AAJ: How did you start playing music?
VW: I had a metal clarinet to start with, and I used to pretend it was a sax. I played along with the radio. I figured out the notes on the clarinet and started improvising along to the radio to my favorite alto players. Eventually, I got enough money to buy a saxophone. My first sax was a Martin Indiana. It was a student model that had a gold body with silver keys. It was actually a very good horn for a school model. Now I have a Mark 6 that looks exactly the same. Silver keys, gold body.
AAJ: Did you have music classes in school?
VW: I got kicked out of my high school band for wanting to improvise on a Mozart piece. I was playing tenor sax on what was supposed to be the French horn part, I think. I said I wanted to improvise and they got all mad at me. But then along came Mr. Kane. He was really cool. Mr. Kane had played with Benny Goodman's orchestra. He was a tenor and clarinetist and really good. He knew I had a natural talent for improvisation. So he let the lead alto player in the sax section take all the reading parts, and I got the solos. This was in Fremont High (in Oakland). He was a great music teacher. He let me slide on a lot of things and encouraged me to stick with the jazz I was doing. He told me I was on the right track. He wasn't the first person to encourage me, but he was the first authority figure, the first real teacher to tell me that I was a really good jazz player, that I should go with what I know. So I did and I was successful. I had some bands and we played some assemblies at school, until some of the teachers had us blackballed.
AAJ: This was the early fifties, and they were still trying to blackball jazz?
VW: Rock and roll had just started. Fremont was the more like Fonz or American Graffiti territory at the time. But during this same time, someone told me about this great place called Bop City, and how I should make it over there. When I was in high school, I used to entertain the kids at lunchtime. They used to call me The Hawk. That was either because of my nose, or the reference to Coleman Hawkins. But I had that nickname. Finally, I met this other cat named Ed Eliot, an alto player, and we decided we would start going over to the sessions at the Blackhawk every Sunday afternoon from three to seven, and start hanging out at Bop City. We started doing that, and it was the beginning of something really wonderful. Paradise on earth. It was my college; my whole university of jazz started right there.
AAJ: I guess you had to have a lot of courage to walk in there wanting to play at your age.
VW: Yeah, you had to have a lot of courage to walk anywhere at that time of night.
AAJ: Did they let you go up on stage right away? How did that work?
VW: Not right away. They made the white boys and the women'all the waitresses who worked there were vocalists'they acted like they were getting their big break just by being there and being on the scene. It was so chauvinistic. They'd be looking at their ass all night, and then finally they would put them on stage at the end and let them sing. Sometimes, they turned out to be pretty good. There was one waitress who not only sang, but played alto sax, too. Her name was Theresa, and she became Theresa Poindexter, Pony Poindexter's wife.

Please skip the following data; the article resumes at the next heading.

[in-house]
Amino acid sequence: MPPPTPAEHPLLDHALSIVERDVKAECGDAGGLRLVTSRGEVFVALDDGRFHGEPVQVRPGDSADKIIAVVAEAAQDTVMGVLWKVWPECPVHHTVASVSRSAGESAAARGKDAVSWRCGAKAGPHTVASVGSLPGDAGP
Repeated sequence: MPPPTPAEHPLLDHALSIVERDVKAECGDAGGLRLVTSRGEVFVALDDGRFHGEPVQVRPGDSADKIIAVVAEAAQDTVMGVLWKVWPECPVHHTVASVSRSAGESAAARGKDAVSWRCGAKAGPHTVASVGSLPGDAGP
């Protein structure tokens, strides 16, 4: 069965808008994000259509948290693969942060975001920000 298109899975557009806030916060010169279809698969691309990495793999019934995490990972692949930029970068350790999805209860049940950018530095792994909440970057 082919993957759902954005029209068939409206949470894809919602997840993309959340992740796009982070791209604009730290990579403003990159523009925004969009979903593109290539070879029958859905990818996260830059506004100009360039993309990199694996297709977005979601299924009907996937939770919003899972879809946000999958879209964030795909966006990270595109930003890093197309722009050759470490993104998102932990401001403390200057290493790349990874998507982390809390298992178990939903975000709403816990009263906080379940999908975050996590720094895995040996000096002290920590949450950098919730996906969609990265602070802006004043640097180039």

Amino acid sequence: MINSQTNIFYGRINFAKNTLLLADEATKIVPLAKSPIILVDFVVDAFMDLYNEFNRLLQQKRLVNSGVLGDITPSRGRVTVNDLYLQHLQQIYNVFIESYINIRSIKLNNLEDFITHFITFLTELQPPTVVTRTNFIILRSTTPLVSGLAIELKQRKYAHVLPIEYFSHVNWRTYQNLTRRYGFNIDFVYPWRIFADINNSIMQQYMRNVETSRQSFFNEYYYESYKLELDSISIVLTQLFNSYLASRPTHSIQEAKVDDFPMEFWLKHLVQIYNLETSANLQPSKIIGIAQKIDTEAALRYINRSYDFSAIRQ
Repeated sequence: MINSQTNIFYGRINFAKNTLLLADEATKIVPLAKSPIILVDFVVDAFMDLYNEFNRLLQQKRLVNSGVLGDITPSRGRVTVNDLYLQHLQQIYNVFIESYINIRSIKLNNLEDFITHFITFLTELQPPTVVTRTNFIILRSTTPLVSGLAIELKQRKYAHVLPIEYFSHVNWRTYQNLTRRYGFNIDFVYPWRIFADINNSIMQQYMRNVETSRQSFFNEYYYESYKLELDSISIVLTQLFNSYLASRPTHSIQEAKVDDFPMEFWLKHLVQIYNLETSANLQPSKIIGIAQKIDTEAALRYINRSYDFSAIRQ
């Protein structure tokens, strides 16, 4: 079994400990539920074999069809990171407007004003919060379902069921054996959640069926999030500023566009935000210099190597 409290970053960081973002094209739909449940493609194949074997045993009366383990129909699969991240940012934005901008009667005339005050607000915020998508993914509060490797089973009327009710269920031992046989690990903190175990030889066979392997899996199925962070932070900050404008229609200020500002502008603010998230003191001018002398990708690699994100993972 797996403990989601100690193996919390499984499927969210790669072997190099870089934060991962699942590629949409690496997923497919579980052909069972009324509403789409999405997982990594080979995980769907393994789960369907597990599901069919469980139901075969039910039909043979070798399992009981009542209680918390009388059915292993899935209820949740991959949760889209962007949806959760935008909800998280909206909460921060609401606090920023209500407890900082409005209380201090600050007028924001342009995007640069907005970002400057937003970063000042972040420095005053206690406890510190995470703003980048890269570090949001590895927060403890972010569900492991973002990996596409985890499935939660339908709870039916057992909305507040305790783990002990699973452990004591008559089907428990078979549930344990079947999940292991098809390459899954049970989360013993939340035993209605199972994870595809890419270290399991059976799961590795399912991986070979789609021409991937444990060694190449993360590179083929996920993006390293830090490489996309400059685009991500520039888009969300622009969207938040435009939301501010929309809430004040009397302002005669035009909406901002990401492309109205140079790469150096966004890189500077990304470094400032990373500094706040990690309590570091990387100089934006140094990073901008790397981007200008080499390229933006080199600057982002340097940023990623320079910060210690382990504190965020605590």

AAJ: What did you have to do before they'd let you up there?
VW: Well, first the house band would play, then they'd bring up the guests who were well known throughout the city. This guy Kermit Scott, or Scotty, he was about 300 pounds, a 6-foot 7-inch giant guy. He'd come piling out of a taxicab with two women at his side, with this huge saxophone. He sounded like Coleman Hawkins. A lot of people. People like Teddy Edwards, Frank Foster. Somebody might be in town, Buddy di Franco, whoever, they let those guys sit in first. And then, right when you'd think you were going to be able to sit in, they'd call an intermission. They'd say, "No more horn players. All the horn players have to get off the stand." Then they'd bring up Federico Cervantes, who was Freddie Gambrell at the time. He changed his name to Federico Cervantes and started playing trumpet. He could hit all those high notes like Maynard Ferguson. But he was originally a great pianist. He played like Errol Garner. A blind cat. He had a dog sitting underneath the piano. When he played, no other horn player was allowed to sit in, because Jimbo wanted to break it up and have a nice variety. The problem was that ten tenor players all wanted to play at once. They didn't have much etiquette at that time, so the club had to enforce strict rules to keep everything in order, or else there would have been chaos. They would have to tell the cats not to play more than two or three choruses, or else cats would just blow forever. So anyway, then they would come back with the house band, and a few more guests, and then at the very last, 3:30, 4:30 in the morning, they'd say, "OK, this man with the horn, here. Come on up and let's see what you can do." So my partner and I would go up. I passed the test, but my friend didn't. They sent him down and told him, "Get off the stand and come back when you're ready."